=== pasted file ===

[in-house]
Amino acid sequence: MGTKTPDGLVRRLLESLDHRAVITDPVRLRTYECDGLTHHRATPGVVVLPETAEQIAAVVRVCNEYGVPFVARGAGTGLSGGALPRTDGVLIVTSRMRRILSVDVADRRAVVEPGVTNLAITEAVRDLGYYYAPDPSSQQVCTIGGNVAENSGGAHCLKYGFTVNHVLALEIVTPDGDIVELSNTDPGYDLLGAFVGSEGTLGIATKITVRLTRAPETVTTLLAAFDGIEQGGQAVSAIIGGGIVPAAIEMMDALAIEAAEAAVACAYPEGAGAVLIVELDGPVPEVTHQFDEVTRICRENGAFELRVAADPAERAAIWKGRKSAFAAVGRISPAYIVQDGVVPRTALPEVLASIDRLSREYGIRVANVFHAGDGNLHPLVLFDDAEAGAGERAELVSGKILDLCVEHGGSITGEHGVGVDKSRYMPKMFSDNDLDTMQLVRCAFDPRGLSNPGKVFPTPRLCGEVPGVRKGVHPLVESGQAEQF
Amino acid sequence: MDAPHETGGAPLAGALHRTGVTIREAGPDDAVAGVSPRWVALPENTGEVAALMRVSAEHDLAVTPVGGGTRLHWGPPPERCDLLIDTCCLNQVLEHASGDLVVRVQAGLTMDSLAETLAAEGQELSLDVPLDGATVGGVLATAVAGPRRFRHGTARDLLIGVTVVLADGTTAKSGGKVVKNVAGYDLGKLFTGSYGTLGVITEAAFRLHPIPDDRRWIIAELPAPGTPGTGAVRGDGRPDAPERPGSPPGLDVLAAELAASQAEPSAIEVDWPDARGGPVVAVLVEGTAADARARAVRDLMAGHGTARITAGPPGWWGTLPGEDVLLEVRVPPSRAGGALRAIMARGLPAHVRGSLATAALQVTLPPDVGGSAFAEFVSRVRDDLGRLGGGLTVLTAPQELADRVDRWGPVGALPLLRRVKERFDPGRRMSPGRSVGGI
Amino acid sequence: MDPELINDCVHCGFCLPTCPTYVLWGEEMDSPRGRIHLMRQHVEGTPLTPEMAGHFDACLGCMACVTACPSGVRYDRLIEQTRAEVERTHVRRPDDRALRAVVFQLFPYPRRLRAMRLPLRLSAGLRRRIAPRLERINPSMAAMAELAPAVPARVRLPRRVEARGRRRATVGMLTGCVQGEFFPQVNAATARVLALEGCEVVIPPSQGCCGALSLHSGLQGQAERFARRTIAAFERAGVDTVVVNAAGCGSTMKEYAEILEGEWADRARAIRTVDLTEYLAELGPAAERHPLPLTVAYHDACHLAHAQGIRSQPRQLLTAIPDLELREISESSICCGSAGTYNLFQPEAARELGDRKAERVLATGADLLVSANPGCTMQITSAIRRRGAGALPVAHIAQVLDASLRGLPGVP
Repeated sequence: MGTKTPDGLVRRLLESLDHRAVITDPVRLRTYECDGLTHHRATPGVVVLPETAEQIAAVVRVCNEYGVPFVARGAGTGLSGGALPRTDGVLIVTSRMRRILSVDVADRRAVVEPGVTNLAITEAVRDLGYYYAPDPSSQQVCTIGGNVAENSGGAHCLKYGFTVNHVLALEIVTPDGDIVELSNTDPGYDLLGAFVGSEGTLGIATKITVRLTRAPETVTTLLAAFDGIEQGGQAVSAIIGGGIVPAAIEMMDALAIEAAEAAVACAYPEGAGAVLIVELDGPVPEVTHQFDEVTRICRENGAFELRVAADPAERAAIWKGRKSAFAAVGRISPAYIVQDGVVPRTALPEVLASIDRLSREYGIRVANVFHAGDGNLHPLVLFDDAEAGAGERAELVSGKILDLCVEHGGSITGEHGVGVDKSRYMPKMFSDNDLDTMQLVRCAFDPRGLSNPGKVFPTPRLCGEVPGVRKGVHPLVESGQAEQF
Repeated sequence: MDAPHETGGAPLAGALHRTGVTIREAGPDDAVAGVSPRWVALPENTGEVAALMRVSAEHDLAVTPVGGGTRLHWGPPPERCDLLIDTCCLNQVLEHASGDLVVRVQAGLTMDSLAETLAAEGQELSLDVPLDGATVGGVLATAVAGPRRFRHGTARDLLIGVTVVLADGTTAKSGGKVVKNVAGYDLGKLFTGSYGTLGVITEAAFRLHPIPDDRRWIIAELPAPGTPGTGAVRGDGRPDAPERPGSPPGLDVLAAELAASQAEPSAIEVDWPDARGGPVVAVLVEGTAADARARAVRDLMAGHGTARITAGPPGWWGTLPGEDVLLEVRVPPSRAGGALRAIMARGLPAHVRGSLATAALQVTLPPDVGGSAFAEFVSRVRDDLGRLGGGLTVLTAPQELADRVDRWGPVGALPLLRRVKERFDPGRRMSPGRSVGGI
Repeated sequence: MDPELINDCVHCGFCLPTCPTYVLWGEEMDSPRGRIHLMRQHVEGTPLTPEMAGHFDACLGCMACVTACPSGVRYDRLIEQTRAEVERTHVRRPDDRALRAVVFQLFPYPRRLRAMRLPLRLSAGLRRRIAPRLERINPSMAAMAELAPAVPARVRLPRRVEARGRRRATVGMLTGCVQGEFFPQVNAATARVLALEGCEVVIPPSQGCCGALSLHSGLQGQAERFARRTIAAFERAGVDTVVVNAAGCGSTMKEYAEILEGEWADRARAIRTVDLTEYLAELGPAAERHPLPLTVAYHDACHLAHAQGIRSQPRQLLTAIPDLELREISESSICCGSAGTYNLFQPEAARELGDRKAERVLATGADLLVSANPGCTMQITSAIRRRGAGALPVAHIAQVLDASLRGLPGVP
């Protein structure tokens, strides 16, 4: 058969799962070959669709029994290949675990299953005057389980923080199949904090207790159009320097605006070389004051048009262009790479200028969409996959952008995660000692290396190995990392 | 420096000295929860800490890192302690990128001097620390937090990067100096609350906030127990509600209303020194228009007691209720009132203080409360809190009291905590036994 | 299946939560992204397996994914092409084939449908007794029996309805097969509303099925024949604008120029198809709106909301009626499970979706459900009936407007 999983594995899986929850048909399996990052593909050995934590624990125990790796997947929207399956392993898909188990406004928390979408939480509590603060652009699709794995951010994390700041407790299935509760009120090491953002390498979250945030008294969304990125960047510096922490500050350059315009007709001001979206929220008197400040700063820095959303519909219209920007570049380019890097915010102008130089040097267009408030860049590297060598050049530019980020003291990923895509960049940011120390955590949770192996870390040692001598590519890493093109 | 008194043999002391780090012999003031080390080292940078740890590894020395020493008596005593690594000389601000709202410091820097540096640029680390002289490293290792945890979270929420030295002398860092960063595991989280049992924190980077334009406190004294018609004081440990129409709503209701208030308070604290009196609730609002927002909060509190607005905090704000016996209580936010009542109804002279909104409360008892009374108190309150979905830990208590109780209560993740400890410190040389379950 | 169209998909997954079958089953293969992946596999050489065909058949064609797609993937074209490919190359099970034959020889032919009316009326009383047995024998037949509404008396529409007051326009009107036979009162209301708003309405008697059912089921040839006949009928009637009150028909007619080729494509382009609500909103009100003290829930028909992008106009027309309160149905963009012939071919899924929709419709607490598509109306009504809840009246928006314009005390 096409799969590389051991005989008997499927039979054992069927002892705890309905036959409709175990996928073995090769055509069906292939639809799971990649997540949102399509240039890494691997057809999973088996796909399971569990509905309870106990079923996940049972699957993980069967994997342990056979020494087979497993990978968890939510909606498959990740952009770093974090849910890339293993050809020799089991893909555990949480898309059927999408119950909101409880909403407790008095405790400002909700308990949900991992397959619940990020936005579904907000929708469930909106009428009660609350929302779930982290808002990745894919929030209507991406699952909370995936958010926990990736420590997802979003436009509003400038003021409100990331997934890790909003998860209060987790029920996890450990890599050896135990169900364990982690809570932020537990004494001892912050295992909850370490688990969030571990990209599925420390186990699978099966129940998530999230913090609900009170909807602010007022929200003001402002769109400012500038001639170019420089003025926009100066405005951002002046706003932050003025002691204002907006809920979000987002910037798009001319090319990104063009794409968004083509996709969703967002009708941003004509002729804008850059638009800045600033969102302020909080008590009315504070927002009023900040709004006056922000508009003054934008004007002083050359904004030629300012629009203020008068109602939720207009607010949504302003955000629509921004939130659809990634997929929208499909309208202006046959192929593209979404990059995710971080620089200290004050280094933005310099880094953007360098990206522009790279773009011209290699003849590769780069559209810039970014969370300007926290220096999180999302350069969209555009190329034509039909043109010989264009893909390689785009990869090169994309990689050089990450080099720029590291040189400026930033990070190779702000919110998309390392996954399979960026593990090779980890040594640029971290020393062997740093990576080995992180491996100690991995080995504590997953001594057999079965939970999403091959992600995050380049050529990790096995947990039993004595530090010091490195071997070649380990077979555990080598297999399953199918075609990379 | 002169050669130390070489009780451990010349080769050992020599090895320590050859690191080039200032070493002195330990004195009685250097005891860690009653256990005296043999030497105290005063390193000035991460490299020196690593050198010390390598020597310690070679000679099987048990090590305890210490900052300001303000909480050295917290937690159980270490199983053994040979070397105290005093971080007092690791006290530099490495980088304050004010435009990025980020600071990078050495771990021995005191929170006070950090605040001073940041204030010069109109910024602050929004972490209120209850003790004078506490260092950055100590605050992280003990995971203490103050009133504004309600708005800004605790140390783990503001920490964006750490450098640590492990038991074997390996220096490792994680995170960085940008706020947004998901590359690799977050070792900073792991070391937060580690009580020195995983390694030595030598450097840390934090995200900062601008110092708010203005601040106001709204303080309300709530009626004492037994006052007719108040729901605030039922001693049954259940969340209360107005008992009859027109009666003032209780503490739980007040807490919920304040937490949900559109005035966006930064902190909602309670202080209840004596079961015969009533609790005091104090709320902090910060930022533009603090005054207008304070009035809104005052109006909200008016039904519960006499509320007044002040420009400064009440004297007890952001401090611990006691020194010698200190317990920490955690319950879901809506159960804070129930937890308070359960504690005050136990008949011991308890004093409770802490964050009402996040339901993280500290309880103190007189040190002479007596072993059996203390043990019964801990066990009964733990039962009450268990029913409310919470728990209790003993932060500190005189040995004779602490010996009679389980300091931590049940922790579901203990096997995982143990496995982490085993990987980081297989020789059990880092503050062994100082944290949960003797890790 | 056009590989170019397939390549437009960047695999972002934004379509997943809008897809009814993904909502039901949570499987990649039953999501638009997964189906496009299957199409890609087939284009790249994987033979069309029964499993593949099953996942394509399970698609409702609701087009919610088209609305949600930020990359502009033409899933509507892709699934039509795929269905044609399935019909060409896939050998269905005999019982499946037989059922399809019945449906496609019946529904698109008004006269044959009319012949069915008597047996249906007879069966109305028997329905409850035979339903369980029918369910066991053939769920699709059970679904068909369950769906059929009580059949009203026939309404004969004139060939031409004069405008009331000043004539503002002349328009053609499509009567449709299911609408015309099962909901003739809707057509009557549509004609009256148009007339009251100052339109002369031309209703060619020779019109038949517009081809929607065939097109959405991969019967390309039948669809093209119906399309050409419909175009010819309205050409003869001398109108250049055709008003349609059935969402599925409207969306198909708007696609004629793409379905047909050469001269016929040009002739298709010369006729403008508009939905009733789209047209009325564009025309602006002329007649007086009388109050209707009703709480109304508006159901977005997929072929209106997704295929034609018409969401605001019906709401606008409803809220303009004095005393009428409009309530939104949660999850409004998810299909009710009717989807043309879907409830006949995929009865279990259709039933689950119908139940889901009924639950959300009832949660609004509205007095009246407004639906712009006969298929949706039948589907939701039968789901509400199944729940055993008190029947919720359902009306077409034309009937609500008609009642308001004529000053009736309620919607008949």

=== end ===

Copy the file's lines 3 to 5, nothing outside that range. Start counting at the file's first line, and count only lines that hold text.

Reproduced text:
Amino acid sequence: MDAPHETGGAPLAGALHRTGVTIREAGPDDAVAGVSPRWVALPENTGEVAALMRVSAEHDLAVTPVGGGTRLHWGPPPERCDLLIDTCCLNQVLEHASGDLVVRVQAGLTMDSLAETLAAEGQELSLDVPLDGATVGGVLATAVAGPRRFRHGTARDLLIGVTVVLADGTTAKSGGKVVKNVAGYDLGKLFTGSYGTLGVITEAAFRLHPIPDDRRWIIAELPAPGTPGTGAVRGDGRPDAPERPGSPPGLDVLAAELAASQAEPSAIEVDWPDARGGPVVAVLVEGTAADARARAVRDLMAGHGTARITAGPPGWWGTLPGEDVLLEVRVPPSRAGGALRAIMARGLPAHVRGSLATAALQVTLPPDVGGSAFAEFVSRVRDDLGRLGGGLTVLTAPQELADRVDRWGPVGALPLLRRVKERFDPGRRMSPGRSVGGI
Amino acid sequence: MDPELINDCVHCGFCLPTCPTYVLWGEEMDSPRGRIHLMRQHVEGTPLTPEMAGHFDACLGCMACVTACPSGVRYDRLIEQTRAEVERTHVRRPDDRALRAVVFQLFPYPRRLRAMRLPLRLSAGLRRRIAPRLERINPSMAAMAELAPAVPARVRLPRRVEARGRRRATVGMLTGCVQGEFFPQVNAATARVLALEGCEVVIPPSQGCCGALSLHSGLQGQAERFARRTIAAFERAGVDTVVVNAAGCGSTMKEYAEILEGEWADRARAIRTVDLTEYLAELGPAAERHPLPLTVAYHDACHLAHAQGIRSQPRQLLTAIPDLELREISESSICCGSAGTYNLFQPEAARELGDRKAERVLATGADLLVSANPGCTMQITSAIRRRGAGALPVAHIAQVLDASLRGLPGVP
Repeated sequence: MGTKTPDGLVRRLLESLDHRAVITDPVRLRTYECDGLTHHRATPGVVVLPETAEQIAAVVRVCNEYGVPFVARGAGTGLSGGALPRTDGVLIVTSRMRRILSVDVADRRAVVEPGVTNLAITEAVRDLGYYYAPDPSSQQVCTIGGNVAENSGGAHCLKYGFTVNHVLALEIVTPDGDIVELSNTDPGYDLLGAFVGSEGTLGIATKITVRLTRAPETVTTLLAAFDGIEQGGQAVSAIIGGGIVPAAIEMMDALAIEAAEAAVACAYPEGAGAVLIVELDGPVPEVTHQFDEVTRICRENGAFELRVAADPAERAAIWKGRKSAFAAVGRISPAYIVQDGVVPRTALPEVLASIDRLSREYGIRVANVFHAGDGNLHPLVLFDDAEAGAGERAELVSGKILDLCVEHGGSITGEHGVGVDKSRYMPKMFSDNDLDTMQLVRCAFDPRGLSNPGKVFPTPRLCGEVPGVRKGVHPLVESGQAEQF